We will use these resources to prosecute illegal gun traffickers and straw purchasers; to invest in the advanced technological tools that help us fight gun violence; and to hold accountable the cartel members and leaders and associates who are responsible for poisoning our communities with fentanyl.

We will use these resources to counter the threats that the governments of Iran, Russia, China, and North Korea pose to our country.

And we will use these resources to strengthen our work to counter both foreign and domestic terrorism. As the FBI Director has testified, we are facing an increasing threat of foreign terrorism since October 7.

That is why the Department also urges the Senate to act to reauthorize Section 702 of the Foreign Intelligence Surveillance Act (FISA) before it expires this Friday. As you know, Section 702 is indispensable to our work to protect the American people from cyber, nation-state, terrorist, and other threats.

In addition to our own prosecutorial and investigative resources, we also recognize the importance of our partnerships to help keep our country safe.

So, we are seeking investments in the Department’s three grantmaking components — the Office of Justice Programs, the Office of Community Oriented Policing Services (COPS), and the Office on Violence Against Women. They support community and law enforcement partners through more than 200 grant programs.

Our budget requests more than $4.3 billion to support the public safety efforts of our state, local, Tribal, and territorial law enforcement and community partners, including $2.5 billion for our COPS Hiring Program.

And as part of our effort to administer safe and humane federal detention and prison systems, we are requesting $8.8 billion for the Bureau of Prisons. That includes resources to address urgent staffing and infrastructure needs. As I have noted many times before, when the Justice Department was founded in 1870, one of its principal purposes was the protection of civil rights. Protecting both the safety and the civil rights of everyone in our country remains our urgent obligation.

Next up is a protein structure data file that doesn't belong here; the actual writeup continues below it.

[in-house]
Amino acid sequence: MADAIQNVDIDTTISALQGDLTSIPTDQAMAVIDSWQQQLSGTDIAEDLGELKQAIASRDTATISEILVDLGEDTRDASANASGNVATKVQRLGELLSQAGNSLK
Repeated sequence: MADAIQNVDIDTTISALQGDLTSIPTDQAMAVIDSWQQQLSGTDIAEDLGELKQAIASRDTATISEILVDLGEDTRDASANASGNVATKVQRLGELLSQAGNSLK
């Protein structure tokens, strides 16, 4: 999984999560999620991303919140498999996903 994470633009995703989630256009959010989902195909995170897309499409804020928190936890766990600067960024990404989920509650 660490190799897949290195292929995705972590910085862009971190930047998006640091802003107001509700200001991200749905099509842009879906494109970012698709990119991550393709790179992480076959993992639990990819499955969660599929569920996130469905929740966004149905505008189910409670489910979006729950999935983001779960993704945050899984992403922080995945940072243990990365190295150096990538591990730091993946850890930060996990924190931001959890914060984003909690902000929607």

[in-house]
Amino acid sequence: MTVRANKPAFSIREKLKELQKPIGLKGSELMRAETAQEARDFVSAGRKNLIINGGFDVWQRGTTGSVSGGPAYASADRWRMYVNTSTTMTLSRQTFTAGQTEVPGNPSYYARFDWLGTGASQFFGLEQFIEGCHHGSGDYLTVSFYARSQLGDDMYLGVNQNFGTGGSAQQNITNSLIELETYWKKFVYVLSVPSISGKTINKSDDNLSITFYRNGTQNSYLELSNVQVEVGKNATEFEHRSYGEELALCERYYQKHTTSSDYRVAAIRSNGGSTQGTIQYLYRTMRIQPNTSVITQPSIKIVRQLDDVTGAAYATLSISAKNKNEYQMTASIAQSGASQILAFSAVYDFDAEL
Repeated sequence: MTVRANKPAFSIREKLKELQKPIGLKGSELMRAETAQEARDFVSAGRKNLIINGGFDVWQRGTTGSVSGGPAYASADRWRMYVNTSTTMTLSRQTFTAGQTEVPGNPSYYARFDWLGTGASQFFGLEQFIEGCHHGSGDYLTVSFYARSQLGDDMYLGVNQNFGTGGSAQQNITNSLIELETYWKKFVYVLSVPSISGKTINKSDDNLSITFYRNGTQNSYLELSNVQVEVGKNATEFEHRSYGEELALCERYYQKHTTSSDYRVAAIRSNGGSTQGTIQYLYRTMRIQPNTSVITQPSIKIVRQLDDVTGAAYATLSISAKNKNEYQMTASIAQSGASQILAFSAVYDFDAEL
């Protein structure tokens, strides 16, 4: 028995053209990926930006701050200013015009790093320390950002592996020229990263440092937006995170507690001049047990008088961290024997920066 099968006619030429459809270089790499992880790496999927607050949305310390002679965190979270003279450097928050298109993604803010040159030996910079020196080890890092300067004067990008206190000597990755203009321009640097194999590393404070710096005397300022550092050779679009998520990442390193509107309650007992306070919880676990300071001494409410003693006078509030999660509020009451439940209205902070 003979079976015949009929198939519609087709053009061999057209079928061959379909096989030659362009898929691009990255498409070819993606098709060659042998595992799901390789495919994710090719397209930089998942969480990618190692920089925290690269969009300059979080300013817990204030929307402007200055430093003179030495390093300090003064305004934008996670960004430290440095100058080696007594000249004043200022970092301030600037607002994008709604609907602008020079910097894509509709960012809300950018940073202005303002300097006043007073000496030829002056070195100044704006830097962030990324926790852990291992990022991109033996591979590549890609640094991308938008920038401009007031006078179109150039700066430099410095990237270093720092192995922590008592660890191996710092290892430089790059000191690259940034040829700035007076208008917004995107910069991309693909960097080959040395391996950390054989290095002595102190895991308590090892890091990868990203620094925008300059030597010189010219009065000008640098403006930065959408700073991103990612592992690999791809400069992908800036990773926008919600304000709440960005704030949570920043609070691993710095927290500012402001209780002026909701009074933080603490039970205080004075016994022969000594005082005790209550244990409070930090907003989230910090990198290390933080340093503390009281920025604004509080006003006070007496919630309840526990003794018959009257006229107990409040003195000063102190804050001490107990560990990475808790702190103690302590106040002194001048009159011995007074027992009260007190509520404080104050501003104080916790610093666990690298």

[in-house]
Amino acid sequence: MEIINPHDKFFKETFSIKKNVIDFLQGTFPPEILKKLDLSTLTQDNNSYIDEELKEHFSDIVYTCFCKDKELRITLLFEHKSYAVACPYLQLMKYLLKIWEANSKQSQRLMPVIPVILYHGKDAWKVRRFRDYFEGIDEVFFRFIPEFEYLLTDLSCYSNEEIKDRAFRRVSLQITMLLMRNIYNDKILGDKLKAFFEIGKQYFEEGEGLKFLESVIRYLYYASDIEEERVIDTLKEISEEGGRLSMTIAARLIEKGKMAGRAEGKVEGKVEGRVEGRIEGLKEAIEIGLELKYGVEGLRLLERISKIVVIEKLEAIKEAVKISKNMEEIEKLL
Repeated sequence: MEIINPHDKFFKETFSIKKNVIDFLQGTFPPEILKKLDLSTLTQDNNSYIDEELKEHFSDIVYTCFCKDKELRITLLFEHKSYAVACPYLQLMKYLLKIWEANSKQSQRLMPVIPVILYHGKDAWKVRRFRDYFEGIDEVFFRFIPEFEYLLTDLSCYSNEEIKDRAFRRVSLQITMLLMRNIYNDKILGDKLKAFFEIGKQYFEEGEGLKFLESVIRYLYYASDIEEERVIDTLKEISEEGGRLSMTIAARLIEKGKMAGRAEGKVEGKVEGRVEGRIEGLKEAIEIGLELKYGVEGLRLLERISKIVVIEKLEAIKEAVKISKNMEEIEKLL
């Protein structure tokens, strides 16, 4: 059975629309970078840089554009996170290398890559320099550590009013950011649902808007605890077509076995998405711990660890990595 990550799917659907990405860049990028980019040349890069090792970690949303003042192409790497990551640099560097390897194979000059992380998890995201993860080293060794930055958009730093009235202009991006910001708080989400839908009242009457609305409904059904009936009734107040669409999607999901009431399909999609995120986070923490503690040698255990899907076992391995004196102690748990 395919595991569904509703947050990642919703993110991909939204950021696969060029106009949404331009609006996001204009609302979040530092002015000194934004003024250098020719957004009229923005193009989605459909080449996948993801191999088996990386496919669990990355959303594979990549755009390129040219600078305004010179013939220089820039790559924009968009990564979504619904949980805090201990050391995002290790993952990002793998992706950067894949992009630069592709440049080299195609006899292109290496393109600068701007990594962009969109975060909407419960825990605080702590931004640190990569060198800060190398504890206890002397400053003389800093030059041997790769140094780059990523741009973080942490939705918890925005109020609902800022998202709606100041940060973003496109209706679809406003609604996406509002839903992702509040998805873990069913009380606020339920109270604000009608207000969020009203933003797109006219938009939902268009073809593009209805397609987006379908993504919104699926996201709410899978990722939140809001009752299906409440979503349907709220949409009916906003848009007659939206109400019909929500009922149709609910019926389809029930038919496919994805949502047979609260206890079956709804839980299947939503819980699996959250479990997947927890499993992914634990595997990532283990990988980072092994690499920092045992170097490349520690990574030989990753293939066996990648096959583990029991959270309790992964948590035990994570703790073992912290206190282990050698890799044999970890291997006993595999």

Our budget seeks $201.3 million for the Civil Rights Division to continue its essential work — including to deter and prosecute hate crimes; to ensure constitutional policing; to enforce federal laws prohibiting discrimination in all forms; and to protect the right of all eligible citizens to vote and to have that vote counted.

The right to vote is the cornerstone of our democracy. Protecting that right requires us to protect the citizens who we rely on to fairly administer our elections.

Our democracy cannot function if the officials, workers, and volunteers who administer our elections have to fear for their lives just for doing their jobs. The Justice Department is aggressively investigating and prosecuting those who threaten election workers with violence. And we will continue to do so.

As I said, I am extremely proud of the work the Department’s employees, the work that they are doing to advance our mission.

Their work brings them face-to-face with some of our country’s greatest challenges. And many of them risk their lives to protect the public.

I am grateful to them.

And I am honored to be here to represent them.

I respectfully ask for your support for the President’s FY 2025 budget request so that we can continue our work on behalf of the American people.

Updated April 17, 2024